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Lessons of past aided in convicting ex-CEO
But experts fear corporate crime cycle repeating
By Jeff Smith
Rocky Mountain News

Saturday, April 21, 2007

Thursday's conviction of former Qwest CEO Joe Nacchio on insider trading charges closes the book on corporate scandals stemming from the overheated technology markets and subsequent stock-market crash of 2001.  Many agree the crackdown against top-level executives was a resounding success -- putting such former CEOs as Enron's Jeffrey Skilling, Tyco's Dennis Kozlowski and WorldCom's Bernie Ebbers behind bars.  Nacchio is likely to get around 10 years in prison, pending appeal.

Government prosecutors learned that to be successful they needed to simplify complex cases and narrowly tailor charges.  The Nacchio prosecution team benefited from its experience trying cases against former executives at Enron, HealthSouth and Qwest.

But some experts question what's been learned to keep such cycles from recurring.  And they raise concerns about the shift from prosecuting companies to prosecuting mostly individuals, saying companies should be shamed in the public square too.

"We're having these prosecutions, we're getting convictions, yet the wrongdoing is continuing," said Russell Mokhiber, editor of the Corporate Crime Reporter in Washington, D.C.

He and others noted the ongoing scandal of executives backdating options to reap bigger stock profits.

"You would think that if the system was working, we wouldn't see wave after wave," he said.

Mokhiber said he doesn't know why that is but believes one reason is that big businesses have been pushing back -- in efforts to roll back reforms, or stop future reforms.

"I see the cycle repeating itself," concurred Mathew Hayward, an assistant professor of management at the University of Colorado.  "We just don't know what flavor it will be in the next few years."

Egos drive wrongdoing

Hayward thinks one of the common threads is senior executive egos.

"I think each of these executives got too full of themselves," Hayward said of such executives as Kozlowski, Ebbers and Nacchio.  "Each of them overreached, believing they could do more than what they (really) could do."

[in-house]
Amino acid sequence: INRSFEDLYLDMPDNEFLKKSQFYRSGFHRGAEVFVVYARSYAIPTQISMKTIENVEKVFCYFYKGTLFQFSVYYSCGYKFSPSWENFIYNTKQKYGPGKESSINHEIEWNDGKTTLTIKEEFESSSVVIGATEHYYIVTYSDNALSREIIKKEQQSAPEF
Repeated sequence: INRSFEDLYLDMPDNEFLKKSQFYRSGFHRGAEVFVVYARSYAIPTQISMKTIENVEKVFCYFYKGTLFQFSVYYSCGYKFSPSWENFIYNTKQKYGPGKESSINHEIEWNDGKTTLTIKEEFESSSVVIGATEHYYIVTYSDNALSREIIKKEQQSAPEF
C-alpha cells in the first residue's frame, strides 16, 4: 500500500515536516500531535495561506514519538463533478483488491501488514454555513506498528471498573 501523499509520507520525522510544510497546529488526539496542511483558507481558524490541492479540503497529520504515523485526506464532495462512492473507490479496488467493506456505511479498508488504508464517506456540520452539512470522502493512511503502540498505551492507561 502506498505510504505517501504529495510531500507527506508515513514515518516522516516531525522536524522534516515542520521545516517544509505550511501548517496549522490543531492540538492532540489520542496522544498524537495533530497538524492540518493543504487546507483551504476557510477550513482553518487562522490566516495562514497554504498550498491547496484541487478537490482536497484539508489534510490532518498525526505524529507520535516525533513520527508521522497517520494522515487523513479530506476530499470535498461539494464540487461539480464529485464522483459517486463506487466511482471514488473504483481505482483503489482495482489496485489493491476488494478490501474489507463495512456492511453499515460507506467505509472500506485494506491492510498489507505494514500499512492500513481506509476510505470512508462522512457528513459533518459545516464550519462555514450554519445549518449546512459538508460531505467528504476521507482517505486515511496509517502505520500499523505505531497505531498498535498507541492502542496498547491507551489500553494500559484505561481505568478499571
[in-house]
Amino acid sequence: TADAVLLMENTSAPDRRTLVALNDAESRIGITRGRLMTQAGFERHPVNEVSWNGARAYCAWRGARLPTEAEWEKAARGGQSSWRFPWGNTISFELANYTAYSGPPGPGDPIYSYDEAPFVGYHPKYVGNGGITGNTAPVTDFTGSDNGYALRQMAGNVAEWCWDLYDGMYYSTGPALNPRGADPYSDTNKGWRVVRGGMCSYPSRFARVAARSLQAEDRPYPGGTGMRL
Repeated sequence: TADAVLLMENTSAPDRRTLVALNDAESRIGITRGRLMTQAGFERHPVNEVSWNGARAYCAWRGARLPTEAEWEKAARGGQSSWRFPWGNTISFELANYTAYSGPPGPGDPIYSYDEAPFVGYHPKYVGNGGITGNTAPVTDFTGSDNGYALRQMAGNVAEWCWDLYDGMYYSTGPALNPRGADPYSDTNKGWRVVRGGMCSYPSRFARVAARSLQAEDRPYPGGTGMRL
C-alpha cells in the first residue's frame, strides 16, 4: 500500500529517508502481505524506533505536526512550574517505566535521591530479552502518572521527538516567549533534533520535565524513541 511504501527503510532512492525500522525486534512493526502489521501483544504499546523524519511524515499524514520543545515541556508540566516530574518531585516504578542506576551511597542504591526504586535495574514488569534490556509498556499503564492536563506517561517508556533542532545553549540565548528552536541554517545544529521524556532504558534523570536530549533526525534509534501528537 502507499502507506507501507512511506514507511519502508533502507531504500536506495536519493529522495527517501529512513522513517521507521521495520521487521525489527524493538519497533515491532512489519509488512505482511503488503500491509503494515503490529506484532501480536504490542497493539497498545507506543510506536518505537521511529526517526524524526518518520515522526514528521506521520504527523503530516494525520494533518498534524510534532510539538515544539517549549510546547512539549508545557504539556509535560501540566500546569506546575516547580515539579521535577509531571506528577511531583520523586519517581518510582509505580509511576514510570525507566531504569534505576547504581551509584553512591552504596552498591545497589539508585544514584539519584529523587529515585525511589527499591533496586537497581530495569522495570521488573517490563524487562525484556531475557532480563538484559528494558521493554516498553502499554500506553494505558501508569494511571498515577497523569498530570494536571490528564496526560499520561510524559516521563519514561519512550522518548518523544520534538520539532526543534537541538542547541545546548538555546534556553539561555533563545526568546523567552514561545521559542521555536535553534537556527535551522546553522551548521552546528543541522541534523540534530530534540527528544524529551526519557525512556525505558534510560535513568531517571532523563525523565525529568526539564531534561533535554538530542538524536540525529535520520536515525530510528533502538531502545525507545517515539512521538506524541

Hayward added that executives often are too "financially invested" in the issues, such as with huge stock option packages.  And some erroneously believe their decisions and actions can escape attention and consequences.  In short, they think they can outsmart regulators.

Convictions curb abuses

Government prosecutors deserve credit for curbing abuses and deterring white-collar crime.  Many high-profile executives are facing prison sentences of 10 years or more.  Nacchio, 57, could spend a good portion of the rest of his life in prison.

"The conviction of Joseph Nacchio is the latest success in our crackdown on corporate fraud and our effort to restore integrity to America's financial markets," Deputy Attorney General Paul McNulty, chairman of the President's Corporate Fraud Task Force, said in a statement after the Nacchio conviction.

Charlie Cray, director of the Center for Corporate Policy, a Washington nonprofit working to curb corporate abuses, said in an interview before the Nacchio trial -- he views the corporate fraud task force as something the government does "periodically on any issue to dampen the crisis."

"That's not to say the line attorneys aren't doing a good job (prosecuting cases)," Cray said.  But he said he's disappointed the Washington-based task force hasn't done more to analyze root causes of the problems, such as how stock options may create incentives for cooking the books.

Mokhiber gives government teams high marks for prosecuting and convicting individual executives.  The Nacchio prosecution team, led by Cliff Stricklin, included litigators from the U.S. attorney's office in Colorado and the Justice Department in Washington.

"Defense attorneys have a lot of resources in (fighting) these cases, and often the government is the underdog," Mokhiber said.  "It's kind of like the Colorado Rockies beating the New York Yankees."

Mokhiber, however, is concerned by the shift away from prosecuting companies to individuals, with corporations throwing individuals overboard so they won't be prosecuted themselves.

A criminal prosecution doesn't have to be a death penalty for a company, Mokhiber said, and he said he believes it would serve an important purpose.

"It would send a message that companies were not above the law, that they, too, could be shamed, and it would send a message to Wall Street," he said.  "Shame in the public square.  Now, we've effectively taken that off the table."

Fallen kingpins

Joe Nacchio is the latest to fall in the government's crackdown on corporate fraud. He joins:

  Martha Stewart
*  Ken Lay, Enron
  Jeffrey Skilling, Enron
  Andrew Fastow, Enron
  Bernard Ebbers, WorldCom
  John Rigas, Adelphia
  Dennis Kozlowski, Tyco

Location matters

Nacchio will be sentenced July 27, and if given prison time, he may choose a federal facility near his Palm Beach, Fla., home.

  A likely pick:  The Federal Prison Camp in Pensacola, Fla., on Saufley Field, an outlying Pensacola Naval Air Station base

smithje@RockyMountainNews.com or 303-954-5155

http://www.rockymountainnews.com/drmn/tech/article/0,2777,DRMN_23910_5497012,00.html